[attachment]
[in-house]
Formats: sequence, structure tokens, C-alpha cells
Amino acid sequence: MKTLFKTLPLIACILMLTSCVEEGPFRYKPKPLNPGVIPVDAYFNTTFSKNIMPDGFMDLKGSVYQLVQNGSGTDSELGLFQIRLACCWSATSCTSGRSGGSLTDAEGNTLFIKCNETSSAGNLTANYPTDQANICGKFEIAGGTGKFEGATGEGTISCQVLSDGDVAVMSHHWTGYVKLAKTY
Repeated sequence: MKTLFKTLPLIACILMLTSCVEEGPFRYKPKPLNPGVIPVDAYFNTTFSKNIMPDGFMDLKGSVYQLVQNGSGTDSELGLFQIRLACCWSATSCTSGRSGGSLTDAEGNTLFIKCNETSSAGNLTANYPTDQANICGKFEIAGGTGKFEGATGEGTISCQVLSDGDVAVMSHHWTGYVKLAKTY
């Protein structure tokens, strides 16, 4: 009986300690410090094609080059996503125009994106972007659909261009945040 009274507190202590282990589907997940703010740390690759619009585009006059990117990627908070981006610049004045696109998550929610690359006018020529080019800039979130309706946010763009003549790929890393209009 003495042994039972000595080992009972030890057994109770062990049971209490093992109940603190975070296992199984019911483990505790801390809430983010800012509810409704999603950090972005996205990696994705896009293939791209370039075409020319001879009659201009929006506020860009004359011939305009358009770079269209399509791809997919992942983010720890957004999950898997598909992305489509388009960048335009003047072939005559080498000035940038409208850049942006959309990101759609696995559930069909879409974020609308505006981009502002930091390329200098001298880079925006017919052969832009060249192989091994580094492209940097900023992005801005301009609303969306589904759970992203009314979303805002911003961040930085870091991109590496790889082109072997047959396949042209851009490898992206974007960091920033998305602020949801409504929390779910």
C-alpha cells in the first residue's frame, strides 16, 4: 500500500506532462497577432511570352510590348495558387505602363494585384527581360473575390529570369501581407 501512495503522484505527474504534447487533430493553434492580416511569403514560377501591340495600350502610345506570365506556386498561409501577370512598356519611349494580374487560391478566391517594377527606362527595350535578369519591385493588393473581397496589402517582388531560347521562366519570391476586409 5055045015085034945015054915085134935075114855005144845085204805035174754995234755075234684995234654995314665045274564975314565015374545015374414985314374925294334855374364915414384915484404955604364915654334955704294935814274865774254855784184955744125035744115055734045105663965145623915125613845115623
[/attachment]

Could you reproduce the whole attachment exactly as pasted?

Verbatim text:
[in-house]
Formats: sequence, structure tokens, C-alpha cells
Amino acid sequence: MKTLFKTLPLIACILMLTSCVEEGPFRYKPKPLNPGVIPVDAYFNTTFSKNIMPDGFMDLKGSVYQLVQNGSGTDSELGLFQIRLACCWSATSCTSGRSGGSLTDAEGNTLFIKCNETSSAGNLTANYPTDQANICGKFEIAGGTGKFEGATGEGTISCQVLSDGDVAVMSHHWTGYVKLAKTY
Repeated sequence: MKTLFKTLPLIACILMLTSCVEEGPFRYKPKPLNPGVIPVDAYFNTTFSKNIMPDGFMDLKGSVYQLVQNGSGTDSELGLFQIRLACCWSATSCTSGRSGGSLTDAEGNTLFIKCNETSSAGNLTANYPTDQANICGKFEIAGGTGKFEGATGEGTISCQVLSDGDVAVMSHHWTGYVKLAKTY
């Protein structure tokens, strides 16, 4: 009986300690410090094609080059996503125009994106972007659909261009945040 009274507190202590282990589907997940703010740390690759619009585009006059990117990627908070981006610049004045696109998550929610690359006018020529080019800039979130309706946010763009003549790929890393209009 003495042994039972000595080992009972030890057994109770062990049971209490093992109940603190975070296992199984019911483990505790801390809430983010800012509810409704999603950090972005996205990696994705896009293939791209370039075409020319001879009659201009929006506020860009004359011939305009358009770079269209399509791809997919992942983010720890957004999950898997598909992305489509388009960048335009003047072939005559080498000035940038409208850049942006959309990101759609696995559930069909879409974020609308505006981009502002930091390329200098001298880079925006017919052969832009060249192989091994580094492209940097900023992005801005301009609303969306589904759970992203009314979303805002911003961040930085870091991109590496790889082109072997047959396949042209851009490898992206974007960091920033998305602020949801409504929390779910």
C-alpha cells in the first residue's frame, strides 16, 4: 500500500506532462497577432511570352510590348495558387505602363494585384527581360473575390529570369501581407 501512495503522484505527474504534447487533430493553434492580416511569403514560377501591340495600350502610345506570365506556386498561409501577370512598356519611349494580374487560391478566391517594377527606362527595350535578369519591385493588393473581397496589402517582388531560347521562366519570391476586409 5055045015085034945015054915085134935075114855005144845085204805035174754995234755075234684995234654995314665045274564975314565015374545015374414985314374925294334855374364915414384915484404955604364915654334955704294935814274865774254855784184955744125035744115055734045105663965145623915125613845115623